Friday 9 December 2016

New variable rate mortgage rules dismissed as 'pointless'

Published 22/07/2016 | 02:30

Central Bank Governor Philip Lane Photo: Aidan Crawley/Bloomberg
Central Bank Governor Philip Lane Photo: Aidan Crawley/Bloomberg

Changes to the rules setting out how mortgage lenders treat those with variable rates have been dismissed as a waste of time.

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The Central Bank is to force banks to tell variable mortgage customers each year that they could save money by switching.

And banks will have to explain to people with the expensive variables how they set the interest rates.

But consumer advocate Brendan Burgess said the changes were pointless.

Variable rates here are typically 2pc higher than those charged in other Eurozone countries, and a multiple of tracker rates. Variable rates are so much more expensive than trackers it takes a family almost three months to earn enough to meet the extra cost.

The premium imposed on variable mortgage holders is so high that a family will need to earn an extra €12,500 a year just to cover the difference, calculations by the Irish Brokers Association have shown.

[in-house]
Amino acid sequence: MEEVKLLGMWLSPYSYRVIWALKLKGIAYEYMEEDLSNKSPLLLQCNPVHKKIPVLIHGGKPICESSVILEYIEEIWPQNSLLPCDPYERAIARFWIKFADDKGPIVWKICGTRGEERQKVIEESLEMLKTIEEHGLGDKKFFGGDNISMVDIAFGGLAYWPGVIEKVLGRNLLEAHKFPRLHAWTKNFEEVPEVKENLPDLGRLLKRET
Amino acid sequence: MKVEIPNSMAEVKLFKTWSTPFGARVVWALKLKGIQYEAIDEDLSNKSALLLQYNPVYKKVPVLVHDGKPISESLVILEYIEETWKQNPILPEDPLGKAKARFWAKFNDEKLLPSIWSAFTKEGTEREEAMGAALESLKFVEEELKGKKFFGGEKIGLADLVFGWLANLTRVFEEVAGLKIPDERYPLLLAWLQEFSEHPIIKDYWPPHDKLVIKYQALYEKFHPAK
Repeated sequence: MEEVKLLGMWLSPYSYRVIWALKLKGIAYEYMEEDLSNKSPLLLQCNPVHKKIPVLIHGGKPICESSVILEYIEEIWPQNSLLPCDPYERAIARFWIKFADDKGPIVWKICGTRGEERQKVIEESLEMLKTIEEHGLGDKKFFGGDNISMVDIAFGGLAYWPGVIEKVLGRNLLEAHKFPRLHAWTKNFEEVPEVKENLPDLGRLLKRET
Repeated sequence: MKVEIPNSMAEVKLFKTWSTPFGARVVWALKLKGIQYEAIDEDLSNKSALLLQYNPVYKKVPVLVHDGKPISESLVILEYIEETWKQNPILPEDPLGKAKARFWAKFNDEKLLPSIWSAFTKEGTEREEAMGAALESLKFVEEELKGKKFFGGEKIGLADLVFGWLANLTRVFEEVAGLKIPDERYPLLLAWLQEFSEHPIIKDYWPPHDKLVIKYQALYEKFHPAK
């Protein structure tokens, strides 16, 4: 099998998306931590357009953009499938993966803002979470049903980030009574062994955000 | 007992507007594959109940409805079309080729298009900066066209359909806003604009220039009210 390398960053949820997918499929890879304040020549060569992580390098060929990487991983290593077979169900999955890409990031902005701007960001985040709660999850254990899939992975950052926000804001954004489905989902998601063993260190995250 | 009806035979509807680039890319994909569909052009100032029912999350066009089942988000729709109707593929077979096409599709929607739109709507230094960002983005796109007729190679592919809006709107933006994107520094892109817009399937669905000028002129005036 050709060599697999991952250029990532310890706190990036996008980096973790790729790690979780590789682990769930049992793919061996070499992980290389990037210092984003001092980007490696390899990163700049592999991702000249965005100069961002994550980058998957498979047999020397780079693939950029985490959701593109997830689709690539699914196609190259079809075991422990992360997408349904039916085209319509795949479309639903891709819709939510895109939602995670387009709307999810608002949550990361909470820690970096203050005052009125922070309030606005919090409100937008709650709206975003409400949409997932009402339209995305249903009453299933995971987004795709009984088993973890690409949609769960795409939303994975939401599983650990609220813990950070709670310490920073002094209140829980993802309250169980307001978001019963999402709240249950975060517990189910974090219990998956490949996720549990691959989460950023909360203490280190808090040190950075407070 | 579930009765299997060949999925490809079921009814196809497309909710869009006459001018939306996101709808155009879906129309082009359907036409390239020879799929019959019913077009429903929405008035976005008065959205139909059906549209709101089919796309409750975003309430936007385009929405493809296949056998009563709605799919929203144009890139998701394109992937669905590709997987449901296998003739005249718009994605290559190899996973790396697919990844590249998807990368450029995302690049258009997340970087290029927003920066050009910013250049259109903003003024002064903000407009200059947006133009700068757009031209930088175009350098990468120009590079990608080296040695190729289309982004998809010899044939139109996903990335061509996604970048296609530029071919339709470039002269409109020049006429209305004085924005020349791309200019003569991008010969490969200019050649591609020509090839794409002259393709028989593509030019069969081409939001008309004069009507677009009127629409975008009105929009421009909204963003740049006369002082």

Some 300,000 homeowners are on variable rates.

The new rules, which are being introduced by the Central Bank on February 1 next, mean banks must inform customers if they are on a higher interest rate than other products on offer by the same bank.

But the changes to the Central Bank's Consumer Protection Code will not put any pressure on banks to cut their variable rates. Mr Burgess said of the changes: "They are a complete waste of time and just a pretence that the Central Bank is doing something about mortgage rates."

He said the "pointless regulations" would actually be counter-productive for customers.

"This pushes up the cost of banking and these costs will be paid for by the borrowers," he said. The changes will apply to banks and to vulture funds.

Central Bank director of Consumer Protection Bernard Sheridan denied the new rules were a weak response to what is mortgage overcharging by banks.

"I don't agree it is feeble. We feel it will help if more information is provided," he said.

Asked if banks were calling the shots, Mr Sheridan said: "No, they are not. What we have ended up delivering is something we believe will help."

Irish Independent

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